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A lawyer struggles to find professional happiness. A juror uses his influence to his advantage. A big-firm partner combats guilt. These are the compelling premises of the well-written and creative first, second, and third place winners of the 2016 Texas Bar Journal Short Story Contest.

Thank you to the 40 writers who submitted entries this year. To keep the contest fair and impartial, author names were removed from each entry. Two panels of judges faced the challenging task of selecting the winners, and for each round, the same evaluation form was used for consistency. Ten entries advanced to the final round, which was judged by Mike Farris of Dallas, Amanda Moore of Austin, and Lane D. Thibodeaux of Bryan.

The winner, “Good News, Sunshine,” by Logan Simmons, earned the highest number of points.

Please congratulate these attorney-authors for making it through the competitive first round of judging to the finals.

  • “Good News, Sunshine,” by Logan Simmons (First Place)
  • “Juror No. 13,” by Marvin Sprouse (Second Place)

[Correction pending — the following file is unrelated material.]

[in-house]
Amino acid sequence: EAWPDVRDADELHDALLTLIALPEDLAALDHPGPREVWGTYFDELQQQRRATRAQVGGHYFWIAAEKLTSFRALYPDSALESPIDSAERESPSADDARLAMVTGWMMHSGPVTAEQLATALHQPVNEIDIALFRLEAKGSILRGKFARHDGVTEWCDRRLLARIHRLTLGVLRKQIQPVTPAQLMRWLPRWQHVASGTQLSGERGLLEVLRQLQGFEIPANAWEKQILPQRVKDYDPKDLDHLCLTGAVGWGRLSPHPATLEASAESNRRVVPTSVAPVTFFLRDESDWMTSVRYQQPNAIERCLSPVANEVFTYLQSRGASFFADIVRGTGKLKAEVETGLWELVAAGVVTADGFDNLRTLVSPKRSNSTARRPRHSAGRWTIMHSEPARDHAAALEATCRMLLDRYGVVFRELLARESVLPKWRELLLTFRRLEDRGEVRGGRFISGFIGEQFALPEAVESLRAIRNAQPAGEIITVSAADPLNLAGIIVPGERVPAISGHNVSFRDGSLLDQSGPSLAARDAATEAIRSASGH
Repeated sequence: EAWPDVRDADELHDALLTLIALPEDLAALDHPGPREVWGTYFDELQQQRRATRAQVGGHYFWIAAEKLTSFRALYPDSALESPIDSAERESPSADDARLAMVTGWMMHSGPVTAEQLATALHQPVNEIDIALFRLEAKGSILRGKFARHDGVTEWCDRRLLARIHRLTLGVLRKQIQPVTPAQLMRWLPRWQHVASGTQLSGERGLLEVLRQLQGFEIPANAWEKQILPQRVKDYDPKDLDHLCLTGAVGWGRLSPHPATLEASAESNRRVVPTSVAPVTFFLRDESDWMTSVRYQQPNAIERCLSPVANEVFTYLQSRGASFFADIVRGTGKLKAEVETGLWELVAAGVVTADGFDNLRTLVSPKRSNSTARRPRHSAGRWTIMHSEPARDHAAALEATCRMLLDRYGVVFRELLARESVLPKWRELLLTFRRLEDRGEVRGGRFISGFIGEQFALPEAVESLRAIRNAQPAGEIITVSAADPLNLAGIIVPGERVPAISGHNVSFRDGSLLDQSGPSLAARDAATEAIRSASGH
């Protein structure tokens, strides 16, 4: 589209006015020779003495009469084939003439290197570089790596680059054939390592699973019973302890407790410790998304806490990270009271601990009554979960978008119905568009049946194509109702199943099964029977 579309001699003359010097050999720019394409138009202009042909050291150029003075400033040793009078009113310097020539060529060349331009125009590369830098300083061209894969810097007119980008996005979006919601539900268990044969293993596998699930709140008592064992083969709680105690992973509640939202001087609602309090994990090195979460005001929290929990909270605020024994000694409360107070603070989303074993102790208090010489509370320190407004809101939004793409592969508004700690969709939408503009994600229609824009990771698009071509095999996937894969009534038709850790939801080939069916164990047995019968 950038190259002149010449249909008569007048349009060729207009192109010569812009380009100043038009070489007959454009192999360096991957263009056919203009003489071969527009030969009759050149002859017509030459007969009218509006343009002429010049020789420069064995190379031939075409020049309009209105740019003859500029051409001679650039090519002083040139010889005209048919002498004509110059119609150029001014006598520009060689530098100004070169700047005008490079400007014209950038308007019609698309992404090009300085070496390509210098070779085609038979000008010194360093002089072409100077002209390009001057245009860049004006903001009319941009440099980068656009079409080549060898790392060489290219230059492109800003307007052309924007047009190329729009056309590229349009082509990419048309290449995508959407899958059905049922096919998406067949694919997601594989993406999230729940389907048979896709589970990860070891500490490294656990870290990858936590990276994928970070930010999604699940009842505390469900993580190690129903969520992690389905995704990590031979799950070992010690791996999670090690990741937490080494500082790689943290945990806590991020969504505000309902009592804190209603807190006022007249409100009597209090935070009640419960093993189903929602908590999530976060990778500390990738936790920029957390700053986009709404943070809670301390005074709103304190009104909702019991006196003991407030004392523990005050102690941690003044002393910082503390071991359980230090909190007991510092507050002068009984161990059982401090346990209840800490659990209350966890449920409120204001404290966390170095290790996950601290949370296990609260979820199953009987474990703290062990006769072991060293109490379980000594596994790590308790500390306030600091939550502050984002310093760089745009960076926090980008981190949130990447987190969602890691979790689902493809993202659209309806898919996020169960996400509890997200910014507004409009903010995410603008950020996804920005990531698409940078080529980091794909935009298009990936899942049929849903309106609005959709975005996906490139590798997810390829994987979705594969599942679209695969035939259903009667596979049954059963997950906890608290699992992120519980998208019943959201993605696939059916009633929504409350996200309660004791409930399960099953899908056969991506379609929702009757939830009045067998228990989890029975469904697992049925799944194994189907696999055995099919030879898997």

• “The Unavoidable Conclusion,” by Blair Dancy (Third Place)
  • “Born Again,” by Russell Fusco
  • “Kid Meals and Jump Ropes,” by Rosanne Gordon
  • “That Light in Silver Windows,” by Marcus Benavides
  • “Fear of Flying,” by Kevin M. Faulkner
  • “Repeat After Me,” by Jessica Leigh James
  • “The Spector and Mr. Sizzle,” by Thomas Scott Petty
  • “Making a Difference on Indifference,” by Oscar G. Gabaldón Jr.


Here’s an excerpt from “Good News, Sunshine”:

She wondered what kind of flowers it would be this time. It had been sunflowers when he got into law school. What was that, eight years ago? She could still recall the proud look on his face as he marched into their tiny living room, arms so full of sunflowers that he nearly knocked over their television, and announced, “Good news, sunshine! I’m going to law school.”

She had thought he was joking. He had never mentioned wanting to be a lawyer before, and she had no idea that he had taken the LSAT the previous fall. So she had sat there dumbly, expectantly, with the same agreeable smile on her face that people have when they are waiting to be explained a joke they don’t understand. Only he wasn’t joking. The truth came pouring out of him in a passion she had yet to see from her normally demure husband of two years—that he hated his sales job, that he wanted to do something important with his life, that he was unhappy.

The entire story, along with the second and third place winning entries, will be published in the June issue of the Texas Bar Journal.